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    Birthday Behind Bars in Russia


    Today, leading Russian human rights defender Oleg Orlov turned 71. He spent his birthday behind bars, his health deteriorating not least due to exhausting daily transport from jail to court and back.

    A Moscow court sentenced Orlov to 2 years and 6 months in prison on outlandish charges of “discrediting” Russia’s armed forces. Orlov, who had staunchly criticized Russia’s full-scale invasion of Ukraine, filed a preliminary appeal against his conviction on March 12. In his filing, Orlov explained that to finalize the appeal, he needs access to his full case file and to be able to listen to the recording of the trial. The authorities’ response, apparently attempting to accelerate the appeals process, was to transport him back and forth to the courthouse daily under harsh conditions. He is picked up early morning before breakfast, held for hours in a cold prisoner transport vehicle, and returned to his cell late at night, long after dinner.

    On occasion, Orlov would spend the entire day in the prisoner transport room without getting access to his case file. The daily trips to court also served to restrict Orlov’s communications with his lawyer, as the guards gave them no opportunity to speak confidentially.

    Exhausted from being shuttled back and forth, freezing in the convoy transport, deprived of daily exercise, subsiding on cold rations, and unable to shower, Orlov developed a bad cold, which went untreated. The imposed routine leaves him no time to see a doctor or get any rest.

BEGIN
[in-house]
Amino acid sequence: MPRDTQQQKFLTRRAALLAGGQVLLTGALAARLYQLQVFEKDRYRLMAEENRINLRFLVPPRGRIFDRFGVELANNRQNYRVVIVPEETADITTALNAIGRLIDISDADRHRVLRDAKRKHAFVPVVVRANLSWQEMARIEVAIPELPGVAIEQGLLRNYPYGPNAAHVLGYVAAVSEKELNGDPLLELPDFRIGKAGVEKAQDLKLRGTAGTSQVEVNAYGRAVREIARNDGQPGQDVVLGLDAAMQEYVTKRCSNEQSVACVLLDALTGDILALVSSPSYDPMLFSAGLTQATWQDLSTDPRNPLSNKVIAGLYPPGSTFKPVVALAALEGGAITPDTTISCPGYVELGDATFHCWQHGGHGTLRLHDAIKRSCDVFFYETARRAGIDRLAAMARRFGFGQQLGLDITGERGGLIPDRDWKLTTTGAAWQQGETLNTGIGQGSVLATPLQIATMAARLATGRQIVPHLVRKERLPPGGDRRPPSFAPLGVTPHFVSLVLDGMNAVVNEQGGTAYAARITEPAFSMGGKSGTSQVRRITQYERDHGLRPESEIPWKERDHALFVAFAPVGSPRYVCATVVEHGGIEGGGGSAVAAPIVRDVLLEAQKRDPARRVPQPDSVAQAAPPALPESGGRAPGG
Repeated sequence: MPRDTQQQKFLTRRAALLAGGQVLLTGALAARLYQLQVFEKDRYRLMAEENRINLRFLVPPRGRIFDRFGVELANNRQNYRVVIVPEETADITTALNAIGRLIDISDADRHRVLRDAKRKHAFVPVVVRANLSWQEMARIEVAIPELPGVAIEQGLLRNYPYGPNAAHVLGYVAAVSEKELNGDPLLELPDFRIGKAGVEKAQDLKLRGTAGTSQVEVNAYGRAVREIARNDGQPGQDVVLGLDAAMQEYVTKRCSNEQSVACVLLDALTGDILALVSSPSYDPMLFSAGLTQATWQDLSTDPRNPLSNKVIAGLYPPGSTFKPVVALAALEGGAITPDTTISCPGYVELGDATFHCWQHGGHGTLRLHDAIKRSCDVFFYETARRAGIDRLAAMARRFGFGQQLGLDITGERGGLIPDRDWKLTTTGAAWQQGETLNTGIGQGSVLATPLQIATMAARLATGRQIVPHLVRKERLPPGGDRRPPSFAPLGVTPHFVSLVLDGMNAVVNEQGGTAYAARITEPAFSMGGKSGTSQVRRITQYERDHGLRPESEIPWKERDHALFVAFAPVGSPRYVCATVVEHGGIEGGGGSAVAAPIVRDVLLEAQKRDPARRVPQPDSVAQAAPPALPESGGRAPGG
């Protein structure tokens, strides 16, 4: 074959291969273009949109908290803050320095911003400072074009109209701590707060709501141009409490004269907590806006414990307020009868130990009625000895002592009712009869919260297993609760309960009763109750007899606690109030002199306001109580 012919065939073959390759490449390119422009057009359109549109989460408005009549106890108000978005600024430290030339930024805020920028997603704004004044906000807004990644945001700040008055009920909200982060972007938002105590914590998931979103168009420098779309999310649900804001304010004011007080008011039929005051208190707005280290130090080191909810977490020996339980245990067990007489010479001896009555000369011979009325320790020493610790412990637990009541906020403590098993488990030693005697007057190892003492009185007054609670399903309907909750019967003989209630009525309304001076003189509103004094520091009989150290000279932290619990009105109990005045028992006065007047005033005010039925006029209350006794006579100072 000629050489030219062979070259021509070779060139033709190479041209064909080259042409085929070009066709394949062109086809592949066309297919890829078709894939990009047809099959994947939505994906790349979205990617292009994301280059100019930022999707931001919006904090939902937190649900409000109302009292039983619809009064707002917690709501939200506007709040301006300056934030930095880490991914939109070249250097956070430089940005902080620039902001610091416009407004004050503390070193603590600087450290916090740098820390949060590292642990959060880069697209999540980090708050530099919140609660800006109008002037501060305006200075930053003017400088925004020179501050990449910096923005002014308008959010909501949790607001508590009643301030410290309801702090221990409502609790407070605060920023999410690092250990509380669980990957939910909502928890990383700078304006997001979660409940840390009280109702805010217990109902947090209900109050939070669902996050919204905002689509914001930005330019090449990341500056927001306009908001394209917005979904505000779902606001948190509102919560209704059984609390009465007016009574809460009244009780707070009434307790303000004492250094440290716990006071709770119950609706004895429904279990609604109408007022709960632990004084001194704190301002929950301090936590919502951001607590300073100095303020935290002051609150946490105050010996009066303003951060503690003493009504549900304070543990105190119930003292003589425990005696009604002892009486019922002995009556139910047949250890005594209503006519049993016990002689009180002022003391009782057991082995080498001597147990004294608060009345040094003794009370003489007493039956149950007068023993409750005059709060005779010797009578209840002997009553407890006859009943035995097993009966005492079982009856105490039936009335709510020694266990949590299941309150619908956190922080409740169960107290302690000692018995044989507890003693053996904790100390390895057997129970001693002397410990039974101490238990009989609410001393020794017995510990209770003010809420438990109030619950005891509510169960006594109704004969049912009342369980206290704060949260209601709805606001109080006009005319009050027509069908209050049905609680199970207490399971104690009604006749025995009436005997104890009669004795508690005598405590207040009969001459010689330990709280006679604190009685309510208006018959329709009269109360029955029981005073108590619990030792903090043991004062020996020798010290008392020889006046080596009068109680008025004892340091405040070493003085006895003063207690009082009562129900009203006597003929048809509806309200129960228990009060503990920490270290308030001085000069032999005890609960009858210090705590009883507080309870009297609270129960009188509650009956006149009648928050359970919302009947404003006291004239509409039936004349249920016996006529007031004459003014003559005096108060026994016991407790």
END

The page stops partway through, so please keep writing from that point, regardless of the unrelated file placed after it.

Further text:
Orlov’s lawyer complained to the authorities that “the daily transfers … until he examines all the case materials, result in inhuman and degrading treatment and could only be regarded as unlawful pressure on Orlov … to hinder the defense’s preparations for the appeals hearing.” 

    In her statement today, the UN Special Rapporteur on the situation of human rights in Russia, Mariana Katsarova, expressed concern that the court “appears to be deliberately rushing the process, in order to issue a final verdict on his appeal, raising concerns about the presumption of innocence and the overall fairness of the legal proceedings.” Katsarova described Orlov’s treatment by the authorities as “blatant politicisation of law enforcement and judicial processes to suppress the realisation of civil and political rights in Russia.”

    Her conclusion is absolutely accurate. Orlov should be immediately released and all charges against him dropped. 



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